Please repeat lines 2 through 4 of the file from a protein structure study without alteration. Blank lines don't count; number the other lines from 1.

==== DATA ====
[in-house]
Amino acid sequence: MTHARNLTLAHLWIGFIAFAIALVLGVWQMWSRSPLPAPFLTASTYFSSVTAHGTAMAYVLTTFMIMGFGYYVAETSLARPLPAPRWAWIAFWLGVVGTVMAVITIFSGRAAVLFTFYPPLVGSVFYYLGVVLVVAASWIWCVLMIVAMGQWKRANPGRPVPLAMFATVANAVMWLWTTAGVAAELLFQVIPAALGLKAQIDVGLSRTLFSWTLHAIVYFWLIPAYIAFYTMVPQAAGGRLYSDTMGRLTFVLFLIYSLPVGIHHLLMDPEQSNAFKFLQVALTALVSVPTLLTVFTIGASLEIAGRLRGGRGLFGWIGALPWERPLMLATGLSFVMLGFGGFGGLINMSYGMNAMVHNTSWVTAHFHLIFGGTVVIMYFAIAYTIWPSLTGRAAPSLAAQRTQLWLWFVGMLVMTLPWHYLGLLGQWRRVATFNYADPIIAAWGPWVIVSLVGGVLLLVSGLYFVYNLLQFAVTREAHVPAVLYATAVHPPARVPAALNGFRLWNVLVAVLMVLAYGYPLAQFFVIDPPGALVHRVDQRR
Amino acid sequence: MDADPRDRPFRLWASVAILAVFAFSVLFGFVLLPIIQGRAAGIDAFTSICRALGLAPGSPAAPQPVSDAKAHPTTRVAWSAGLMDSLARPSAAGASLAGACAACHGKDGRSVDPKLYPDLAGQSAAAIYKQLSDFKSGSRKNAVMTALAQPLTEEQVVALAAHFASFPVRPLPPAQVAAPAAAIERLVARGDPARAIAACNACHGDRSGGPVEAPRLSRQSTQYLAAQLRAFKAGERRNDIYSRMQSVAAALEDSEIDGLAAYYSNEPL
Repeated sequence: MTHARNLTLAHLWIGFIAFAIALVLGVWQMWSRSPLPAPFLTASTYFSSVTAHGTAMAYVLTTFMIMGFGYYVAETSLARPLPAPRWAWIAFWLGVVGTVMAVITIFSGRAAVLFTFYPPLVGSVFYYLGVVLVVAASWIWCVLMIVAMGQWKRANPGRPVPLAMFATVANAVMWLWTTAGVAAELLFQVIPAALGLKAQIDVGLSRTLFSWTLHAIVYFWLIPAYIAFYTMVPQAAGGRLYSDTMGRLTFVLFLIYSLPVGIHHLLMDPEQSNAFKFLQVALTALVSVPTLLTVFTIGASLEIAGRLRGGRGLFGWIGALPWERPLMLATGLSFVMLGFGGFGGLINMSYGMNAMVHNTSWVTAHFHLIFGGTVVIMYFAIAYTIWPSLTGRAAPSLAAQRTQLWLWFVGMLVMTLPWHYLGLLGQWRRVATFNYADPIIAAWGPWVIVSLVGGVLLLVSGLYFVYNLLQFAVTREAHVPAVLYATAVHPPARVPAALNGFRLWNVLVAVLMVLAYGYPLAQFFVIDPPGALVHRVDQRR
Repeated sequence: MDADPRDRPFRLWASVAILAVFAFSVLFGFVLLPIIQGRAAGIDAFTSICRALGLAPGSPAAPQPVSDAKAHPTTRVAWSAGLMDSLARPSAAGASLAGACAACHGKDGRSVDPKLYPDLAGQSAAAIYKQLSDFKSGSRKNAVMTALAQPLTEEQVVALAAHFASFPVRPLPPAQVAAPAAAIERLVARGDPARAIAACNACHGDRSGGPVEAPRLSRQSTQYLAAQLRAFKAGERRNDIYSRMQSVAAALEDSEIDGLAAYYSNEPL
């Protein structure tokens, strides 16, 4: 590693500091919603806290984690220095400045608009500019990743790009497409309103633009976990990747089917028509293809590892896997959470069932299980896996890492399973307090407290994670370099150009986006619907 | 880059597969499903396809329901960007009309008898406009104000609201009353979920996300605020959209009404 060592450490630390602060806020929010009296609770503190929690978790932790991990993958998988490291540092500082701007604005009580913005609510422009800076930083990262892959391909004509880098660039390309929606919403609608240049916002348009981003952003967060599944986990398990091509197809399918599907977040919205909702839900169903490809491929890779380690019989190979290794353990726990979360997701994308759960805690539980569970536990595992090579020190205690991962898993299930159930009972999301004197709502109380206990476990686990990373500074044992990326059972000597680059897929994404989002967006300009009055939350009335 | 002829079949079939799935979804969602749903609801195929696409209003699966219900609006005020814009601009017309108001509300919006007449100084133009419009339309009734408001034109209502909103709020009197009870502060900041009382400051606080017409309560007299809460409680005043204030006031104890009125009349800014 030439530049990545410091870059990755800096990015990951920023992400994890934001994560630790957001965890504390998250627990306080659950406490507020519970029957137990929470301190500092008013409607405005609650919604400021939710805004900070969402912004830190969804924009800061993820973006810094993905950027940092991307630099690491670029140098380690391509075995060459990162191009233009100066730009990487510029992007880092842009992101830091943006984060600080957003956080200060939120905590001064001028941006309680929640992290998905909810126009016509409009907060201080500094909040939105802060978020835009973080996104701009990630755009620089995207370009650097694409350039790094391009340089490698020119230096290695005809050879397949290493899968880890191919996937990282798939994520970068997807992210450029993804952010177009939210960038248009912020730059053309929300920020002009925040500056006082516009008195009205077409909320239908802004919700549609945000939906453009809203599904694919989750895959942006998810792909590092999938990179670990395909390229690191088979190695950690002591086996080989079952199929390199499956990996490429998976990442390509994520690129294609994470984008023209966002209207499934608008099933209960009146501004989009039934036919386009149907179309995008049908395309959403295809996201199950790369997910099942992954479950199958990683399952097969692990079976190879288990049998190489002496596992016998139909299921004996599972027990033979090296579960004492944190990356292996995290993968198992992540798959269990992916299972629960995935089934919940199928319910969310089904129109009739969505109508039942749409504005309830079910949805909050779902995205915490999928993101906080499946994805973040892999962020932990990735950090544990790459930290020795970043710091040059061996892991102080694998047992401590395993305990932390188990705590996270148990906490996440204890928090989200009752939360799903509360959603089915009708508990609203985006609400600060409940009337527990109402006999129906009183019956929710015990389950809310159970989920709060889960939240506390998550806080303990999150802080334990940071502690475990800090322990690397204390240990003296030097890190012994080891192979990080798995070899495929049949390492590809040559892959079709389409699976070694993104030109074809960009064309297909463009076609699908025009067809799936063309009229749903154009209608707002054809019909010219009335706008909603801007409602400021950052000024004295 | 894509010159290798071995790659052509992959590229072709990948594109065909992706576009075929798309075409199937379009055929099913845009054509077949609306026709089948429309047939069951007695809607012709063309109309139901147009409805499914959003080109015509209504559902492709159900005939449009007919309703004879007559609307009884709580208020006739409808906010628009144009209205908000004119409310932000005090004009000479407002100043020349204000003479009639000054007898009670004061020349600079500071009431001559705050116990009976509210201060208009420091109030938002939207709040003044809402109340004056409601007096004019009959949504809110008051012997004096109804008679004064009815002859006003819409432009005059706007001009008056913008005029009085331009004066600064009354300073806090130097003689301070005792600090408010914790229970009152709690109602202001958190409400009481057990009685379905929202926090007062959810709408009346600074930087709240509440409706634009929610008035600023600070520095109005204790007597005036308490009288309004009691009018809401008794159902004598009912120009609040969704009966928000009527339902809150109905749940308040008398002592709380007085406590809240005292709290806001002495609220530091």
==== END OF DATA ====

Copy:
Amino acid sequence: MTHARNLTLAHLWIGFIAFAIALVLGVWQMWSRSPLPAPFLTASTYFSSVTAHGTAMAYVLTTFMIMGFGYYVAETSLARPLPAPRWAWIAFWLGVVGTVMAVITIFSGRAAVLFTFYPPLVGSVFYYLGVVLVVAASWIWCVLMIVAMGQWKRANPGRPVPLAMFATVANAVMWLWTTAGVAAELLFQVIPAALGLKAQIDVGLSRTLFSWTLHAIVYFWLIPAYIAFYTMVPQAAGGRLYSDTMGRLTFVLFLIYSLPVGIHHLLMDPEQSNAFKFLQVALTALVSVPTLLTVFTIGASLEIAGRLRGGRGLFGWIGALPWERPLMLATGLSFVMLGFGGFGGLINMSYGMNAMVHNTSWVTAHFHLIFGGTVVIMYFAIAYTIWPSLTGRAAPSLAAQRTQLWLWFVGMLVMTLPWHYLGLLGQWRRVATFNYADPIIAAWGPWVIVSLVGGVLLLVSGLYFVYNLLQFAVTREAHVPAVLYATAVHPPARVPAALNGFRLWNVLVAVLMVLAYGYPLAQFFVIDPPGALVHRVDQRR
Amino acid sequence: MDADPRDRPFRLWASVAILAVFAFSVLFGFVLLPIIQGRAAGIDAFTSICRALGLAPGSPAAPQPVSDAKAHPTTRVAWSAGLMDSLARPSAAGASLAGACAACHGKDGRSVDPKLYPDLAGQSAAAIYKQLSDFKSGSRKNAVMTALAQPLTEEQVVALAAHFASFPVRPLPPAQVAAPAAAIERLVARGDPARAIAACNACHGDRSGGPVEAPRLSRQSTQYLAAQLRAFKAGERRNDIYSRMQSVAAALEDSEIDGLAAYYSNEPL
Repeated sequence: MTHARNLTLAHLWIGFIAFAIALVLGVWQMWSRSPLPAPFLTASTYFSSVTAHGTAMAYVLTTFMIMGFGYYVAETSLARPLPAPRWAWIAFWLGVVGTVMAVITIFSGRAAVLFTFYPPLVGSVFYYLGVVLVVAASWIWCVLMIVAMGQWKRANPGRPVPLAMFATVANAVMWLWTTAGVAAELLFQVIPAALGLKAQIDVGLSRTLFSWTLHAIVYFWLIPAYIAFYTMVPQAAGGRLYSDTMGRLTFVLFLIYSLPVGIHHLLMDPEQSNAFKFLQVALTALVSVPTLLTVFTIGASLEIAGRLRGGRGLFGWIGALPWERPLMLATGLSFVMLGFGGFGGLINMSYGMNAMVHNTSWVTAHFHLIFGGTVVIMYFAIAYTIWPSLTGRAAPSLAAQRTQLWLWFVGMLVMTLPWHYLGLLGQWRRVATFNYADPIIAAWGPWVIVSLVGGVLLLVSGLYFVYNLLQFAVTREAHVPAVLYATAVHPPARVPAALNGFRLWNVLVAVLMVLAYGYPLAQFFVIDPPGALVHRVDQRR